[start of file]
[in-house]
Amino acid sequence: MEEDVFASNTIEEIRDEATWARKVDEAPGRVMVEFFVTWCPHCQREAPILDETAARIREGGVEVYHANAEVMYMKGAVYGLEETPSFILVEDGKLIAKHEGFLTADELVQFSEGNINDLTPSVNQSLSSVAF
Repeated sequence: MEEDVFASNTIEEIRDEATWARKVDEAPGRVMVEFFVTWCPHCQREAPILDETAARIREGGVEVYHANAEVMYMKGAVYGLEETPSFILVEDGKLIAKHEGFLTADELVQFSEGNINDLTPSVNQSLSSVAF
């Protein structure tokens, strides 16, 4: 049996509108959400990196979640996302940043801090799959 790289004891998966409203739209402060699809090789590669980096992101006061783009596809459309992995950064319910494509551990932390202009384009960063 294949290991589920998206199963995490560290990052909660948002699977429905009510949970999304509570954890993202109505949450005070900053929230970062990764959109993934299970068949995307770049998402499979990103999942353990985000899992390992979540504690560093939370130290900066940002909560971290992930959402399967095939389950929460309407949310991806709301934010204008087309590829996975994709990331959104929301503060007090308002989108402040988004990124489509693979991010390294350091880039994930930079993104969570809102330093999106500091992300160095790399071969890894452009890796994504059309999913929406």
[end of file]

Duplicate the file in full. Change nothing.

[in-house]
Amino acid sequence: MEEDVFASNTIEEIRDEATWARKVDEAPGRVMVEFFVTWCPHCQREAPILDETAARIREGGVEVYHANAEVMYMKGAVYGLEETPSFILVEDGKLIAKHEGFLTADELVQFSEGNINDLTPSVNQSLSSVAF
Repeated sequence: MEEDVFASNTIEEIRDEATWARKVDEAPGRVMVEFFVTWCPHCQREAPILDETAARIREGGVEVYHANAEVMYMKGAVYGLEETPSFILVEDGKLIAKHEGFLTADELVQFSEGNINDLTPSVNQSLSSVAF
């Protein structure tokens, strides 16, 4: 049996509108959400990196979640996302940043801090799959 790289004891998966409203739209402060699809090789590669980096992101006061783009596809459309992995950064319910494509551990932390202009384009960063 294949290991589920998206199963995490560290990052909660948002699977429905009510949970999304509570954890993202109505949450005070900053929230970062990764959109993934299970068949995307770049998402499979990103999942353990985000899992390992979540504690560093939370130290900066940002909560971290992930959402399967095939389950929460309407949310991806709301934010204008087309590829996975994709990331959104929301503060007090308002989108402040988004990124489509693979991010390294350091880039994930930079993104969570809102330093999106500091992300160095790399071969890894452009890796994504059309999913929406």